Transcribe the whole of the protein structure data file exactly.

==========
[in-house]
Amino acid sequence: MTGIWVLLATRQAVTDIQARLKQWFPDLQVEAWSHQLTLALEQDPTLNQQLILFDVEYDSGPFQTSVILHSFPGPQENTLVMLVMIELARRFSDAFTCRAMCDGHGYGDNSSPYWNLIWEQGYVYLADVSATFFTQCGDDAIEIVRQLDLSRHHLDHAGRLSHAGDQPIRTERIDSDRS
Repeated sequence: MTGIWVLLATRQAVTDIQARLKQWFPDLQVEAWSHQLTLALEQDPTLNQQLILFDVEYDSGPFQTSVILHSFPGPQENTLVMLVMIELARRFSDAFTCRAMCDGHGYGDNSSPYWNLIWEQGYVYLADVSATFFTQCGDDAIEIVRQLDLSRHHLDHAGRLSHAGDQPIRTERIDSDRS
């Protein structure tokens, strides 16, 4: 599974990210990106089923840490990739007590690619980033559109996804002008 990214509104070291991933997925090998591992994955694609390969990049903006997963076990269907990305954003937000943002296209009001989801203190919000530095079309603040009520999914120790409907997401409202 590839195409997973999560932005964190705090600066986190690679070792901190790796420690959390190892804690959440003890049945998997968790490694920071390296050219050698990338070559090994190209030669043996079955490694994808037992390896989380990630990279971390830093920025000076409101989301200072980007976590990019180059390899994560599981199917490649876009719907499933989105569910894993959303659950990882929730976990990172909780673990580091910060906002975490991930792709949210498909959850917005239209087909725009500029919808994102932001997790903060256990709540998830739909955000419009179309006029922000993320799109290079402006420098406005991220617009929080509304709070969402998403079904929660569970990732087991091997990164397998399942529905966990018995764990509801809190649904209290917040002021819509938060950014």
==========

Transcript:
[in-house]
Amino acid sequence: MTGIWVLLATRQAVTDIQARLKQWFPDLQVEAWSHQLTLALEQDPTLNQQLILFDVEYDSGPFQTSVILHSFPGPQENTLVMLVMIELARRFSDAFTCRAMCDGHGYGDNSSPYWNLIWEQGYVYLADVSATFFTQCGDDAIEIVRQLDLSRHHLDHAGRLSHAGDQPIRTERIDSDRS
Repeated sequence: MTGIWVLLATRQAVTDIQARLKQWFPDLQVEAWSHQLTLALEQDPTLNQQLILFDVEYDSGPFQTSVILHSFPGPQENTLVMLVMIELARRFSDAFTCRAMCDGHGYGDNSSPYWNLIWEQGYVYLADVSATFFTQCGDDAIEIVRQLDLSRHHLDHAGRLSHAGDQPIRTERIDSDRS
């Protein structure tokens, strides 16, 4: 599974990210990106089923840490990739007590690619980033559109996804002008 990214509104070291991933997925090998591992994955694609390969990049903006997963076990269907990305954003937000943002296209009001989801203190919000530095079309603040009520999914120790409907997401409202 590839195409997973999560932005964190705090600066986190690679070792901190790796420690959390190892804690959440003890049945998997968790490694920071390296050219050698990338070559090994190209030669043996079955490694994808037992390896989380990630990279971390830093920025000076409101989301200072980007976590990019180059390899994560599981199917490649876009719907499933989105569910894993959303659950990882929730976990990172909780673990580091910060906002975490991930792709949210498909959850917005239209087909725009500029919808994102932001997790903060256990709540998830739909955000419009179309006029922000993320799109290079402006420098406005991220617009929080509304709070969402998403079904929660569970990732087991091997990164397998399942529905966990018995764990509801809190649904209290917040002021819509938060950014």